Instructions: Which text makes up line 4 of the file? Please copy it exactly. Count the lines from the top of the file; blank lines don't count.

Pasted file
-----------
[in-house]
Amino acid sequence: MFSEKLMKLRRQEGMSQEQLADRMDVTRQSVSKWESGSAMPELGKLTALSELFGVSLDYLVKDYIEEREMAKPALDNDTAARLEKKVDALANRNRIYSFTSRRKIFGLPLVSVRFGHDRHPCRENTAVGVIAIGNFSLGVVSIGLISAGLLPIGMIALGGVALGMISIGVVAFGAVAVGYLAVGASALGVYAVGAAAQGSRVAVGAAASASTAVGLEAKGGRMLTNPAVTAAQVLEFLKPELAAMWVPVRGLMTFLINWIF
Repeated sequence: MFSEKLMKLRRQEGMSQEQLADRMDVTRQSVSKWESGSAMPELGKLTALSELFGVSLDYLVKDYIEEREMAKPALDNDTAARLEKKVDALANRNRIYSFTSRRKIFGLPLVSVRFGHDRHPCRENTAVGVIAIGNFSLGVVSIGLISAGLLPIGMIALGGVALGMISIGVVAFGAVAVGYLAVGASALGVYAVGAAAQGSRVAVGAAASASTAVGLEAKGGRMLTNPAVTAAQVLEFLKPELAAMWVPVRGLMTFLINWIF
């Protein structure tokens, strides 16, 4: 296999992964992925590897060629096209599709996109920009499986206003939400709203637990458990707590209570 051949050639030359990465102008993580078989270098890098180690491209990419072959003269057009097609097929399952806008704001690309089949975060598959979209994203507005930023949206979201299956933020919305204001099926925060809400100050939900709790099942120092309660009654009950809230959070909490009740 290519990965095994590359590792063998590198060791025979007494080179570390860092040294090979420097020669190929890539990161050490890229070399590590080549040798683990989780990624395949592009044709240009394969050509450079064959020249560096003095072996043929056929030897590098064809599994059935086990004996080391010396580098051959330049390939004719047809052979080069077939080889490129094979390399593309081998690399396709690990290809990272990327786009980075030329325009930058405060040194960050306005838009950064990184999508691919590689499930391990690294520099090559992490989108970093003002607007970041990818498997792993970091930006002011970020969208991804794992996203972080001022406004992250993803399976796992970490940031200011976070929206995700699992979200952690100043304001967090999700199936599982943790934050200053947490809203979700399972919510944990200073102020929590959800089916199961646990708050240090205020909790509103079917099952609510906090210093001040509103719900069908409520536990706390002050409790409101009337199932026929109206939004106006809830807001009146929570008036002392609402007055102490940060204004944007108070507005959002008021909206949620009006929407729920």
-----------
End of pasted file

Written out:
């Protein structure tokens, strides 16, 4: 296999992964992925590897060629096209599709996109920009499986206003939400709203637990458990707590209570 051949050639030359990465102008993580078989270098890098180690491209990419072959003269057009097609097929399952806008704001690309089949975060598959979209994203507005930023949206979201299956933020919305204001099926925060809400100050939900709790099942120092309660009654009950809230959070909490009740 290519990965095994590359590792063998590198060791025979007494080179570390860092040294090979420097020669190929890539990161050490890229070399590590080549040798683990989780990624395949592009044709240009394969050509450079064959020249560096003095072996043929056929030897590098064809599994059935086990004996080391010396580098051959330049390939004719047809052979080069077939080889490129094979390399593309081998690399396709690990290809990272990327786009980075030329325009930058405060040194960050306005838009950064990184999508691919590689499930391990690294520099090559992490989108970093003002607007970041990818498997792993970091930006002011970020969208991804794992996203972080001022406004992250993803399976796992970490940031200011976070929206995700699992979200952690100043304001967090999700199936599982943790934050200053947490809203979700399972919510944990200073102020929590959800089916199961646990708050240090205020909790509103079917099952609510906090210093001040509103719900069908409520536990706390002050409790409101009337199932026929109206939004106006809830807001009146929570008036002392609402007055102490940060204004944007108070507005959002008021909206949620009006929407729920």